JOHANNESBURG — South African President Cyril Ramaphosa has said he may have violated anti-corruption laws in connection with the alleged theft of large sums of money from his Farah Farah game farm, a parliamentary panel has said. He was asked to resign on Thursday after an investigation found out.
The call follows allegations by the country’s former head of intelligence, Arthur Fraser, that Ramaphosa attempted to cover up the theft of a large sum of cash stuffed into his farm sofa in 2020. Zuma, a political rival and ally of Jacob’s predecessor, has accused Ramaphosa of money laundering and violation of foreign exchange control laws.
In the report, a congressional committee raised questions about the source of the funding and why it was not disclosed to financial authorities, citing potential conflicts between the president’s business and the public interest.
Ramaphosa has denied wrongdoing and claims the money came from selling animals on his farm. But opposition parties and detractors of the ruling African National Congress party are calling for Ramaphosa’s resignation.
The party’s supreme decision-making body, the ANC’s National Executive Committee, will meet on Thursday evening to be briefed on the matter and potentially decide Ramaphosa’s fate. seeks re-election as party leader. This will allow him to run again in his 2024 South African presidential election.
Lawmakers are expected to debate the report on Tuesday and vote on whether further steps should be taken, including whether to proceed with impeachment proceedings. ANC lawmakers have a majority in parliament and may oppose impeachment of the party leader.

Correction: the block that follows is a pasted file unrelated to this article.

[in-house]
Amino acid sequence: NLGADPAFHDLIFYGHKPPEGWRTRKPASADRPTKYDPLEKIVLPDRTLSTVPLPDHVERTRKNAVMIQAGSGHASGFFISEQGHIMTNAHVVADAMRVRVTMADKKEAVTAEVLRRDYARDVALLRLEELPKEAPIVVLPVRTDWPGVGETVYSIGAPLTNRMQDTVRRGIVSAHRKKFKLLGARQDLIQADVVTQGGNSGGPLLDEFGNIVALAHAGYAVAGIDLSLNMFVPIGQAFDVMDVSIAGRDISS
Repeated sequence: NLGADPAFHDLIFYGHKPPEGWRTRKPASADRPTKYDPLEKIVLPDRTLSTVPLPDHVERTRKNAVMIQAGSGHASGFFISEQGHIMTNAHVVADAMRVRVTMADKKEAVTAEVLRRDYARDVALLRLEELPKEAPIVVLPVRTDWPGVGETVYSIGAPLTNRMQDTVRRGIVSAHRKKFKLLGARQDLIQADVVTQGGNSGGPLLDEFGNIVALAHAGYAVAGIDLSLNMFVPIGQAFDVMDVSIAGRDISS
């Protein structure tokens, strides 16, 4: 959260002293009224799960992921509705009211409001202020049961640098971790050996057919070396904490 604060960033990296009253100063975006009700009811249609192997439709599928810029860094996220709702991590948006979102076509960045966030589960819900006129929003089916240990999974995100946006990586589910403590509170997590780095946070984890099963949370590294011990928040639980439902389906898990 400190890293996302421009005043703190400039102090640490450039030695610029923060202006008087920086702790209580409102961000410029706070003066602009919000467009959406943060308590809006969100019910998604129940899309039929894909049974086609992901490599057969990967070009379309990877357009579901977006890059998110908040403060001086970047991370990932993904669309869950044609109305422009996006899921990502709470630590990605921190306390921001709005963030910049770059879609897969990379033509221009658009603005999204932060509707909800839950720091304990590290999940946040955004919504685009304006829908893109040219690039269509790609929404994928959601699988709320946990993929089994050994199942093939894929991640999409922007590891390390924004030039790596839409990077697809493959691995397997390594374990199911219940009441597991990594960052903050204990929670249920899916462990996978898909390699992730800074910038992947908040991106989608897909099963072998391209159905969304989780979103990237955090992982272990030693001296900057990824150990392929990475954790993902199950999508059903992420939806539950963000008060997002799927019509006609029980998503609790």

“The president appreciates the gravity of this issue and what it means for the stability of the country and the government,” Ramaphosa spokesman Vincent Magwenya told reporters. It said it was still processing the report. Constitutional democracy as a result of the report, therefore, whatever decision the president makes must be informed by the best interests of the country. We cannot rush that decision,” Magwenya said.
Ramaphosa claimed $580,000 in stolen money, according to a congressional report, disputing the initial $4 million that Fraser claimed was stolen.
The report also questioned Ramaphosa’s explanation that the money came from the sale of the buffalo to Sudanese businessman Mustafa Mohammed Ibrahim Hajim, and asked why the animals remained on the farm after more than two years. rice field.
An investigation by the central bank suggested there was no record of the dollar entering the country, the report said. “We are unable to investigate or verify the source of foreign currency,” it said.
A congressional committee said Ramaphosa had been put in a conflict of interest situation and said the evidence presented “establishes that the president may be guilty of serious violations of certain sections of the Constitution.” .
The report criticized Ramaphosa for failing to follow proper procedures to notify the police, instead choosing to refer the matter to his presidential protection unit chief.
The largest opposition party, the Democratic League, is among those calling for Ramaphosa’s impeachment.
“President Ramaphosa has most likely violated a number of constitutional provisions and is open to rebuttal. Impeachment proceedings for his actions must proceed, and he will receive a far more adequate and comprehensive report than has been given so far. explanation would have to be offered,” said John Steenhisen, leader of the Democratic Alliance.
Political analyst Dale McKinley said he wasn’t convinced there was enough information to force Mr. Ramaphosa to resign.
“I don’t think Cyril Ramaphosa will step aside unless he’s indicted. If he’s indicted, he’s going to have to swallow it and basically do it,” McKinley said. “If he’s not indicted, just this impeachment proceeding, my sense is…he’s going to try to strengthen his base and get through it.I could be wrong though.” , the first instinct of politicians is survival.”